The other piece of the puzzle is the Unanimous Consent used in Legislation as well. Check it out at the ACLU site with the article called "The Golden Child of the Legislative Process." Unanimous Consent allows the Congress to take a "voice vote" which allows them to call out Yeah or Nay. This is not recorded, and there is no way to know which direction a Legislator voted (or even if someone else voted for them...)

    Both of these were brought into precidence with the Patriot Act. It was used with the AWA and also FISA.

    The President has allowed our country to be ruled by laws that don't work, and give the Government more power than the Constitution has set forth. This Declaration of a State of Emergency or Declaration of War has allowed the President to bypass the checks and balances system built into the Constitution.

    I think that there should be a Committee of Legislators (from both houses) and from the Judiciary Branch to sit down and look at the state of affairs and decide if a Declaration of War/State of Emergency is still warranted.

    The Constitution was set up to protect the citizens from the Government. Not allow the President total power over how the country is running by the simple Declaration of War/State of Emergency. This power has allowed precidence in the Judicial system to be set. Their hands are tied. They must follow the flow of things until there is a case braught before them that challenges the Constitutionality of this Power...

    Monday, September 8, 2008

    The Bill of Attainder Argument

    I wrote this in late July. For some reason I forgot to post it. So here you go...

    July 30th, 2008
    To Whom It May Concern:

    I write this letter with the intent of bringing to light some constitutional issues that have arisen in our country in the last decade. Congress has begun the eroding of our rights, one at a time. They are hoping to establish a precedence of the people relying on the government for protection of all rights. This gives an air of an implied or awarded rights and not an inalienable right. This is against the very nature of the constitution that we hold as the basis of all laws in this nation. This matter has come to a boiling point in the last 2-3 years. No longer are people sitting by and complaining. Now we are starting to see an emergence of advocates on many different issues. All of which are in regards to Civil and Human Rights.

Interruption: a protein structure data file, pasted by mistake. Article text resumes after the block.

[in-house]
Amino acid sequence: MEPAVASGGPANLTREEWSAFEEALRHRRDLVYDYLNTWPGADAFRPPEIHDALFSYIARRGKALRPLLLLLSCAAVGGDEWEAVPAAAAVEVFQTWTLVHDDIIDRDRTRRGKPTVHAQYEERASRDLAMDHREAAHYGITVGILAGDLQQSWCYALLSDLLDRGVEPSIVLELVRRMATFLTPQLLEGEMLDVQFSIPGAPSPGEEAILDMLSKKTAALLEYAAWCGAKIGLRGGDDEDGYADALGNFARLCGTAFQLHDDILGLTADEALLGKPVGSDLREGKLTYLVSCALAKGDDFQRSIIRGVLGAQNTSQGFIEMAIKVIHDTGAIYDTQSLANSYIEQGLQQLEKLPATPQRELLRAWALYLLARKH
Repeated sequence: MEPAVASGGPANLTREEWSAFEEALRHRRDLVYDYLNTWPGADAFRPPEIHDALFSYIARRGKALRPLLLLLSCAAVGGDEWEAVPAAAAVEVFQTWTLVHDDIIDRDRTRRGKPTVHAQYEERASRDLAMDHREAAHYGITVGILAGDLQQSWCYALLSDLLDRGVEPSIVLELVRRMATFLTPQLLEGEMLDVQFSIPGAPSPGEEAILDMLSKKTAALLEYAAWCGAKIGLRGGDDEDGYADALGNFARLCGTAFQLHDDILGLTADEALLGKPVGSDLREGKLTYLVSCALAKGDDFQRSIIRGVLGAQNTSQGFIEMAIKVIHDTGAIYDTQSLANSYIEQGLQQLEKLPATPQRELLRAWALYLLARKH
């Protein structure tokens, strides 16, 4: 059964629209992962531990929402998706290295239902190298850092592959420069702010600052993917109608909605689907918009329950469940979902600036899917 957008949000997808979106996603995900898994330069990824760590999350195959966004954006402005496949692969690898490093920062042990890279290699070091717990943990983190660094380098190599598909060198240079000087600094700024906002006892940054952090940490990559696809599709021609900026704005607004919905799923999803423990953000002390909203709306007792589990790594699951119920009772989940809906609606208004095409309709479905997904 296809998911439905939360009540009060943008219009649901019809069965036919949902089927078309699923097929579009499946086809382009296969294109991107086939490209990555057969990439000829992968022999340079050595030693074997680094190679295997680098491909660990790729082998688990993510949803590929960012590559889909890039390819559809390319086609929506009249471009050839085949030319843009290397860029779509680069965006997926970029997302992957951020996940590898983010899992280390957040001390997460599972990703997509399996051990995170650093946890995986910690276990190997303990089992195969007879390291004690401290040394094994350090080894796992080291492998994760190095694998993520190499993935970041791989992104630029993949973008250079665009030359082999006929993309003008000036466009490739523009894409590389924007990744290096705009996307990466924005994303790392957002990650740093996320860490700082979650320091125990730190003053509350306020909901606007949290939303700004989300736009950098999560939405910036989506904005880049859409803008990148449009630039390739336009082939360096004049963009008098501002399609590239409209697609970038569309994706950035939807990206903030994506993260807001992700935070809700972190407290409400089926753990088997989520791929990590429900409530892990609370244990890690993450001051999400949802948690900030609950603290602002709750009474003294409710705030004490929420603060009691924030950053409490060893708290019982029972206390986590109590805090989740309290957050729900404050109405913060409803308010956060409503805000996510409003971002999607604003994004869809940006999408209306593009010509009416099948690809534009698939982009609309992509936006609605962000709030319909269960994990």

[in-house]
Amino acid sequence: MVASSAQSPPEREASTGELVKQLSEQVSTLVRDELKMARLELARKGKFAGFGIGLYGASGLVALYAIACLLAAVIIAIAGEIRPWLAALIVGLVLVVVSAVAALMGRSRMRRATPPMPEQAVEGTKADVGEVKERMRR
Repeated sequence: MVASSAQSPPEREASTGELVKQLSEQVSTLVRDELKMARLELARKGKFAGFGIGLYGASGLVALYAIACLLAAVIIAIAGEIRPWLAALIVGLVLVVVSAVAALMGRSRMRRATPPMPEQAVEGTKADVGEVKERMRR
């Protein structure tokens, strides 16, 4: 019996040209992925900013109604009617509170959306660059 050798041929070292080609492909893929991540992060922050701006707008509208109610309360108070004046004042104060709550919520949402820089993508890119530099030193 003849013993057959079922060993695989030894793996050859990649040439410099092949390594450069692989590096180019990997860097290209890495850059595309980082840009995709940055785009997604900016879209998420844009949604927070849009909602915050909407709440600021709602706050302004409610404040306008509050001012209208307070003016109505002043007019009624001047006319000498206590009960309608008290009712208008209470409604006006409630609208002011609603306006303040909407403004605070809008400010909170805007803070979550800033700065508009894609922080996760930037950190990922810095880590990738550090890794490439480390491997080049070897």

In writing this letter, I hope to evoke some thought as to the erosion of Human Rights in this country, mostly, in the arena of criminals. That is where Congress is starting, most specifically, with Sex Offenders.

    According to Federalist Papers #57:

    “The aim of every political constitution is, or ought to be, first to obtain for rulers men who possess most wisdom to discern, and most virtue to pursue, the common good of the society; and in the next place, to take the most effectual precautions for keeping them virtuous whilst they continue to hold their public trust.”

    This shows that Congress was meant to show wisdom and discernment in the making of new laws. They were also supposed to stay “virtuous” while still in office.

    It goes on to say:

    “I will add, as a fifth circumstance in the situation of the House of Representatives, restraining them from oppressive measures, that they can make no law which will not have its full operation on themselves and their friends, as well as on the great mass of the society. This has always been deemed one of the strongest bonds by which human policy can connect the rulers and the people together. It creates between them that communion of interests and sympathy of sentiments, of which few governments have furnished examples; but without which every government degenerates into tyranny.”